The curriculum of the Department of the Aeromechanics provided both for lectures and practicals, also in the laboratories of the neighboring Central Institute of Aerohydrodynamics. Since attendance was not mandatory, many students worked on the side at various Moscow plants. At first Korolyov gave up all of his time to studies. But in the spring of 1927, feeling quite at home in Moscow, he took a designer's job at aviation plant No. 22 at Fili, at the other end of Moscow. The ambitious young man was all set to learn the practical side of his future specialty.
Despite this heavy load, he also enrolled in the Piloting Department of
the Moscow Glider School. He was fond of hovering up in the air and, as eye witnesses recalled, he did it aptly and confidently. The young pilot and designer won kudos: an invitation to take part in the Fourth National Glider Contests. The glider he designed, Koktebel, got top marks.
Meanwhile his course at the Moscow Higher Technical School was coming to an end. For his graduation project Korolyov designed a light two-seater sporting plane, the aviette. The graduation work's supervisor was Andrei Tupolev himself, who noticed the student's extraordinary abilities in designing and predicted a great future for him.
Korolyov the graduate called his first plane SK-4, the two letters standing for the initials of his name and surname. The Osoviakhim* approved the design and even set aside money to have it built. On December 28, 1929, Sergei Korolyov defended his graduation project with honors, whereupon he became a certified aviation engineer and mechanic. His SK-4 aviatte was ready to take to the skies.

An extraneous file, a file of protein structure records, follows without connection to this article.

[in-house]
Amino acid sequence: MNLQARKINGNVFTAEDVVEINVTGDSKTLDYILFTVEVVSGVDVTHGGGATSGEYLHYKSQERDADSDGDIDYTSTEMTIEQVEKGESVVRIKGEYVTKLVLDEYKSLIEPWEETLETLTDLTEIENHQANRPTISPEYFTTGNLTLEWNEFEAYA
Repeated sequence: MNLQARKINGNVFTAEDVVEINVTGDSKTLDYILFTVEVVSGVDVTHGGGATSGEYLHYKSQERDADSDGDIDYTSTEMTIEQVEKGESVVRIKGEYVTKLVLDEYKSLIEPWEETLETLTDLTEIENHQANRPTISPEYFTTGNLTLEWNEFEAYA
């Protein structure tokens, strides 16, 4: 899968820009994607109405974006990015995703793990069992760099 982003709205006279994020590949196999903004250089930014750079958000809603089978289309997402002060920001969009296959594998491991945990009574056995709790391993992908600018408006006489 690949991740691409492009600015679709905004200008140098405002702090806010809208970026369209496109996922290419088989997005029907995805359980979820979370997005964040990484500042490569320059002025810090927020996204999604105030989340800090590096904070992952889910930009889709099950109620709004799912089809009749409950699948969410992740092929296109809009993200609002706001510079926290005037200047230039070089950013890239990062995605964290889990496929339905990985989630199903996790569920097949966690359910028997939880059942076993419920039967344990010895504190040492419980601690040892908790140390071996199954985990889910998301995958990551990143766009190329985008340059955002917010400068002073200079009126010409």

Another section of Natalia Koro-lyova's book is devoted to GIRD*, the acronym for a group of aviators involved with jet propulsion; it was set up in 1931 by Friedrich Zander. In 1932 Sergei Korolyov took charge of this group and its technical council.
Explaining Sergei Korolyov's obsession with jet propulsion, his daughter makes a remarkable digression. She recalls what his mother, Maria Nikolayevna, said. In his college years Sergei was overwhelmed by what Konstantin Tsiolkovsky wrote in his book about space exploration by means of jet propulsion vehicles. The very idea captured his imagination. Korolyov made a pilgrimage to Kaluga, a town south of Moscow where the great space theoretician lived. This is what he recalled: "We were not spurred by curiosity at all. e wanted to have a try at the practical implementation of the ideas of the great scientist."
Upon learning about GIRD, Konstantin Tsiolkovsky sent a message to the young rocket enthusiasts, and he wrote this in part: "You have shown such elan that I do not think I can keep silent. I am amazed at your energy, I am glad indeed... Your work is exceptionally useful..."